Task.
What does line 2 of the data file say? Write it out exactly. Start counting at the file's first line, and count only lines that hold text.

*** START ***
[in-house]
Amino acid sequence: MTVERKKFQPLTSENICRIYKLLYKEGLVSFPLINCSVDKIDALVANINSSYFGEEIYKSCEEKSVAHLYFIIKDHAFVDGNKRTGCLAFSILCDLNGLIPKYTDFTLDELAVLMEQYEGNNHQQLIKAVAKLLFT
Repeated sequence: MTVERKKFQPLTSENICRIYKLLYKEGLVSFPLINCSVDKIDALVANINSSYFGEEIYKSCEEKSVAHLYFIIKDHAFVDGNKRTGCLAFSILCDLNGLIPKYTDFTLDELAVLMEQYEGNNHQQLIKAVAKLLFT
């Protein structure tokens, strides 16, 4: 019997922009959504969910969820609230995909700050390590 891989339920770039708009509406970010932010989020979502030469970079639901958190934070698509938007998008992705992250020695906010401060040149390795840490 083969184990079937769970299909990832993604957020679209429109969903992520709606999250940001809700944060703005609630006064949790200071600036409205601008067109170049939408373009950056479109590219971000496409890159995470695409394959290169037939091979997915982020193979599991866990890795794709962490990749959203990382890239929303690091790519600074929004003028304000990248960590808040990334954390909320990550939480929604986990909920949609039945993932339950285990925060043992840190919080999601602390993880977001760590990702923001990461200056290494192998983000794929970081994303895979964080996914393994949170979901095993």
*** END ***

Amino acid sequence: MTVERKKFQPLTSENICRIYKLLYKEGLVSFPLINCSVDKIDALVANINSSYFGEEIYKSCEEKSVAHLYFIIKDHAFVDGNKRTGCLAFSILCDLNGLIPKYTDFTLDELAVLMEQYEGNNHQQLIKAVAKLLFT